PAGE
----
The Ooni Koda 16 has two temperature modes which are, essentially, hot and hotter. Unlike home ovens that allow you to set a specific temperature, this oven is built to climb temperature. This can make it difficult when trying to make a New York-style pie. And yes, I wrote pie, because “that's what New Yorkers call pizza!”
NY-style pizza is baked in ovens between 550 and 700ish degrees. Unlike Neapolitan pizzas, New York-style pizzas take around 5 to 8 mins to bake. This leaves you with a pizza that is firmer, crunchy and because of the long cook, the cheese has a wonderful sheen of white and orange.
Since there’s a bit of a learning curve to figuring out the temperature of the Ooni Koda 16, my first NY-style pies were, well, a little burnt. Eventually, I learned to turn the oven off during the bake. The residual heat would cook the pizza fully at a low temperature, and toward the end I would flip the oven back on to melt the cheese and add some nice color on top of the pie.
Another learning experience with this oven is the floor temperature. Naturally, the hottest parts of the oven are closest to the heat sources. While testing, I noticed that the temperature closest to the heating element would be 100 degrees hotter than the floor on the other side of the oven. You really have to keep an eye on your pizza to make sure it’s not burnt on one side.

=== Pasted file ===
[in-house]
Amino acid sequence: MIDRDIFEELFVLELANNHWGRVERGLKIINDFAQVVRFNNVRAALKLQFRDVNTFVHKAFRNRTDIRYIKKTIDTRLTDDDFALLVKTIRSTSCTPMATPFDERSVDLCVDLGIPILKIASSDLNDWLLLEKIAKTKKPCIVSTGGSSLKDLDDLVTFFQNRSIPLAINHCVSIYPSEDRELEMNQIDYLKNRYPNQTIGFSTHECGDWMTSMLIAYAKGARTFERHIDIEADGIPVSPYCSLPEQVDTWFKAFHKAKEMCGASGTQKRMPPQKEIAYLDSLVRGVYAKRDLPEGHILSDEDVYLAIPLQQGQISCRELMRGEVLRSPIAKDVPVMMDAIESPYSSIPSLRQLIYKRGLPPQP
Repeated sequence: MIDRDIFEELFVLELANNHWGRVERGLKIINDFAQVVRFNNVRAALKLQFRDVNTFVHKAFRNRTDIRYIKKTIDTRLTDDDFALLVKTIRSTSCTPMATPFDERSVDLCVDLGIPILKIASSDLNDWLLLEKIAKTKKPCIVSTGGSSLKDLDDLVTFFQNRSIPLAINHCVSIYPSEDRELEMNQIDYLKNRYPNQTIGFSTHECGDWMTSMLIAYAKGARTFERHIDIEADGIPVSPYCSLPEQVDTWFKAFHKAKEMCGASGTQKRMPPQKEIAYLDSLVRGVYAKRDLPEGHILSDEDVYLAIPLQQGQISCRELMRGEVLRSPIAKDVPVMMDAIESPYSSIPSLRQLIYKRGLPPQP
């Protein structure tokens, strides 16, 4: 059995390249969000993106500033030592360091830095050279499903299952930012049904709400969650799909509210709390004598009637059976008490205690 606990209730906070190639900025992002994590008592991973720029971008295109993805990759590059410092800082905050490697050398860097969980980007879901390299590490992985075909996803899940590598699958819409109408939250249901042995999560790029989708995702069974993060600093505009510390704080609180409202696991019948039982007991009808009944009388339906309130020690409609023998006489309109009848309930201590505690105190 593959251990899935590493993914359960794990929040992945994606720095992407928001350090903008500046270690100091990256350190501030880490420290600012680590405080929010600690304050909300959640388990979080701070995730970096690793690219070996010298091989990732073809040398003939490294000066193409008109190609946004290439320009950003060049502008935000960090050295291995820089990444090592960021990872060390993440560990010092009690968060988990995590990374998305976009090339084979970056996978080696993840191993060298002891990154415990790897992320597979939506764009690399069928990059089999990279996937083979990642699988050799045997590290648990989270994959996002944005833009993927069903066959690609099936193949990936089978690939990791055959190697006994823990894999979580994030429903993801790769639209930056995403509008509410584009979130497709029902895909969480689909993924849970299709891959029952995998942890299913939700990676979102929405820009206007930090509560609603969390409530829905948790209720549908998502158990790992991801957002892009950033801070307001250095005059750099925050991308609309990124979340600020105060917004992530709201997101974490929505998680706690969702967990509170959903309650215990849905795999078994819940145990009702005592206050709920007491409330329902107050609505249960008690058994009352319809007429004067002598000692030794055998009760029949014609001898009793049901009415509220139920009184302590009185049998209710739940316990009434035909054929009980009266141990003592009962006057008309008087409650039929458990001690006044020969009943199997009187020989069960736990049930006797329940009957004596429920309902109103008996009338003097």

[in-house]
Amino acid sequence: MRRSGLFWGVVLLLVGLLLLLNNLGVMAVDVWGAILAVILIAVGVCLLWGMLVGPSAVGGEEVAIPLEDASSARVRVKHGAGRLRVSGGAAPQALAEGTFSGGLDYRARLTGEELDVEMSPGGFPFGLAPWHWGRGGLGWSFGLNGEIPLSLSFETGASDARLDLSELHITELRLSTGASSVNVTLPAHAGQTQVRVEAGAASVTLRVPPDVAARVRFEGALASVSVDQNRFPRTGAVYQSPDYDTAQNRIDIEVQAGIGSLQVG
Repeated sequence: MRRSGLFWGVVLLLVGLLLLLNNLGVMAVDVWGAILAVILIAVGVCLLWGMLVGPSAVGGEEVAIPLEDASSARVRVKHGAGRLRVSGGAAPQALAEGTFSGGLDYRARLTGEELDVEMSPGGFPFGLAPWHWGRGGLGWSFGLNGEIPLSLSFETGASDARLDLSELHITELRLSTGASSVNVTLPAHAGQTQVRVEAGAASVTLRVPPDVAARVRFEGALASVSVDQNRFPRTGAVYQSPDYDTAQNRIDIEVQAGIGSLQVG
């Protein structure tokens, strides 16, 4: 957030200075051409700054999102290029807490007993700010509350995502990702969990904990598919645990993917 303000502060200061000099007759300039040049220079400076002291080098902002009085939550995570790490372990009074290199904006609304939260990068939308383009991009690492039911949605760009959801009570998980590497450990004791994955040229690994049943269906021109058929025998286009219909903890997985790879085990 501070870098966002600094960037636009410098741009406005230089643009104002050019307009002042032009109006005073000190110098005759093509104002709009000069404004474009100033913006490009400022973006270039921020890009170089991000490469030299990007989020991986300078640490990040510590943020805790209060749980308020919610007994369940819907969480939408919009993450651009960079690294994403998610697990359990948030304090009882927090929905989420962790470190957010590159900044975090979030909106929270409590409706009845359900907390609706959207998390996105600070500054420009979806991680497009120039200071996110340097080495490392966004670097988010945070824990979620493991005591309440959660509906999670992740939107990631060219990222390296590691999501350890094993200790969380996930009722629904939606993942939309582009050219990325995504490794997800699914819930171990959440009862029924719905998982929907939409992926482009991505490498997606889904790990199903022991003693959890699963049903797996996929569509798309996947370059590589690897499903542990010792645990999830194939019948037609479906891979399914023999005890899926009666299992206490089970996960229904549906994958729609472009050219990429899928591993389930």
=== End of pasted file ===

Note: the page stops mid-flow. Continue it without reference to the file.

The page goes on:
This oven excels at cooking things hot and fast, and because of that I did not try cooking a deep-dish pizza or even a Detroit-style pizza But why limit this machine to pizza? My third test was a NY Strip.
I placed an oven-safe cast iron skillet in the oven and waited for it to heat up to 700ish degrees. Once my pan was nice and hot, I did a quick sear on the steaks and cooked them to a nice rare (I like my pizzas baked well, and my meat still bleeding). The Ooni gave these NY Strips a sear I used to only find in steakhouses.